How to Reject a Job Offer In A Polite Manner

How to Reject a Job Offer In A Polite Manner.

How to Reject a Job Offer: Sometimes, you should reject a job offer, but what you say or write when you reject depends on your reasons for declining it. In this article, I would teach you how to reject a job offer in a polite manner if you encounter an offer that you would never accept in a million years.

How to Reject a Job Offer In A Polite Manner

You should start by being plain and honest in your message. First appreciate the hiring manager for their time and give your reason for rejecting without being too specific. Be concise and frank in your response and, if proper, offer to stay in touch. Now let’s take a look into the clue you can use in rejecting a job offer.

1. You Have To Be Precise

Don’t procrastinate when writing a job offer decline letter. It’s always hard for recruiters to find the right employee for the job. So don’t make them believe they’ve found the perfect match when you have no purpose of following through with employment.

2. Be Appreciative

Show some appreciation and be polite when declining a job offer. Recruiters frequently vent over resumes and spend so many hours searching through social media to find the perfect employee.

Appreciate the interviewer for the opportunity and the time they spend interviewing you. You never know when you might meet again so the goal is to reject the job offer with no hard feelings.

3. Your Reason Must Be Tangible

Provide a concrete reason why you aren’t taking the position in your job offer decline letter. Don’t give any negative details on what you didn’t like about the firm or the role. You should rather focus on the positives and wish the firm success.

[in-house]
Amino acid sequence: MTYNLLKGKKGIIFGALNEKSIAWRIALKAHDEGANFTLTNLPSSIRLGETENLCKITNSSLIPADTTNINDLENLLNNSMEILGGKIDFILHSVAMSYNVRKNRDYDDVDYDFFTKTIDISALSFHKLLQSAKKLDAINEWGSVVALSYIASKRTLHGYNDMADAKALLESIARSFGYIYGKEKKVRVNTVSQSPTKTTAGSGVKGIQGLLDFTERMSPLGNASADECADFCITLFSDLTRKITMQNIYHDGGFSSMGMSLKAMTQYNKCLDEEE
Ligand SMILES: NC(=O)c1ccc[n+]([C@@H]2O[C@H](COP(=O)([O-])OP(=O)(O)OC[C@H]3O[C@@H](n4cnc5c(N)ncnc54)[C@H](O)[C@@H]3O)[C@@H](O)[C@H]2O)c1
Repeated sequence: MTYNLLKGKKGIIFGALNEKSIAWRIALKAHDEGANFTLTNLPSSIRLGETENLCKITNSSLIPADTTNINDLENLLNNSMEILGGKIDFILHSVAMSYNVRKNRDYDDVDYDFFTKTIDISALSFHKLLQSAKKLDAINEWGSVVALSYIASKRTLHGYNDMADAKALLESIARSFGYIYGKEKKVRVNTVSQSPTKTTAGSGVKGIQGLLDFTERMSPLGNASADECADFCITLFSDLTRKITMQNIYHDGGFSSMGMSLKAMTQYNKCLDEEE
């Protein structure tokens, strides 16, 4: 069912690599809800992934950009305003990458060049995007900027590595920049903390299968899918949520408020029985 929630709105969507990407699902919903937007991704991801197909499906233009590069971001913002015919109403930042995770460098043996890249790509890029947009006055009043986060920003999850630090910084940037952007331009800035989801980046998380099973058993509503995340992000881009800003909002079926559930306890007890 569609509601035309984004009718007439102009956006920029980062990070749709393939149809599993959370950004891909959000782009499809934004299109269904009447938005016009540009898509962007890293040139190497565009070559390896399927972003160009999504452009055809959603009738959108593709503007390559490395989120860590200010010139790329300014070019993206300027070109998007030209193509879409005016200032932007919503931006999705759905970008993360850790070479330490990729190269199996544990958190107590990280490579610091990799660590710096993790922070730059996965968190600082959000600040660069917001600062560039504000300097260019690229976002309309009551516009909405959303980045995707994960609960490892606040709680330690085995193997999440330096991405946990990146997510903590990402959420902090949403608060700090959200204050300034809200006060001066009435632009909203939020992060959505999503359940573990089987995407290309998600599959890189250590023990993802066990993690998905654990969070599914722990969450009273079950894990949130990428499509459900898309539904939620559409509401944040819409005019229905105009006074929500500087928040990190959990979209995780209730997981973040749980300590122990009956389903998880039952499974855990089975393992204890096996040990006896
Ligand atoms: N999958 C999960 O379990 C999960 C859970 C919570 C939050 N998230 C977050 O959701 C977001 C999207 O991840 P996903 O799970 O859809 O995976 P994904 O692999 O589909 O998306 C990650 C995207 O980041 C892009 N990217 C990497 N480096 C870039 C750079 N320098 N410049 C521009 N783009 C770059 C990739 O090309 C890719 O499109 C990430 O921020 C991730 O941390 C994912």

4. Keep It Short and Professional

Recruiters are used to decline so keep your job offer decline letter concise and to the point. Avoid explaining the ability you saw in the position. State your reason for rejecting and then say a simple thank you.

Samples On How to Reject a Job Offer

Rejecting a job offer because you have been offered a better one is generally a desirable position to be in, but it’s still vital to stay on good terms with the employer. Keep your job offer decline email or letter clear and short.

When the Salary Offered Doesn’t Meet Your Expectations

In most cases, there are a lot of opportunities to negotiate a salary before you need to reject a job offer completely. But, if you’ve done your part to reach a salary agreement and the firm can’t match your expectations, you may wish to politely explain it when you reject the offer.

When The Job Doesn’t Fit

It’s not unusual to go through the interview process only to notice that the role you’ve been interviewing for is not what you had expected or doesn’t position with your career goals. So if that’s the case, keep your job offer decline message warm but direct.

When The Firm Doesn’t Fit

If it is the firm’s culture, your potential manager or anything else about the business that’s disgusting to you, don’t use negative language and instead explain that the job isn’t the right fit for you.

Rejecting on the Phone Is Also An Option

Declining a job over the phone can be stressful. Follow these guide to arrange your approach:

  • Choose the appropriate time to call, lunchtime or close to the end of the day is best, when they are suitable to be less busy.
  • Call them and start the conversation by asking if you are calling them at the proper time.
  • If the person is unavailable, drop your name and contact details and tell them you will call them back. Don’t drop a message telling them that you are rejecting their offer.
  • Appreciate them for offering you the job and then reject it using polite words.
  • Make an apology that you could not take the job and that you wanted to let them know as soon as possible.
  • Appreciate them once again for the offer and say goodbye.

It might be a bit difficult, but you’ll need to have that confidence in your tone when declining the offer on the phone. An unstable voice can make you seem unsure.

Don’t be scared to decline the job offer if it simply isn’t the proper fit. Rejecting a job offer can be hard and delicate, but when done well, it will make you move to the right job and keep your professional network complete. 


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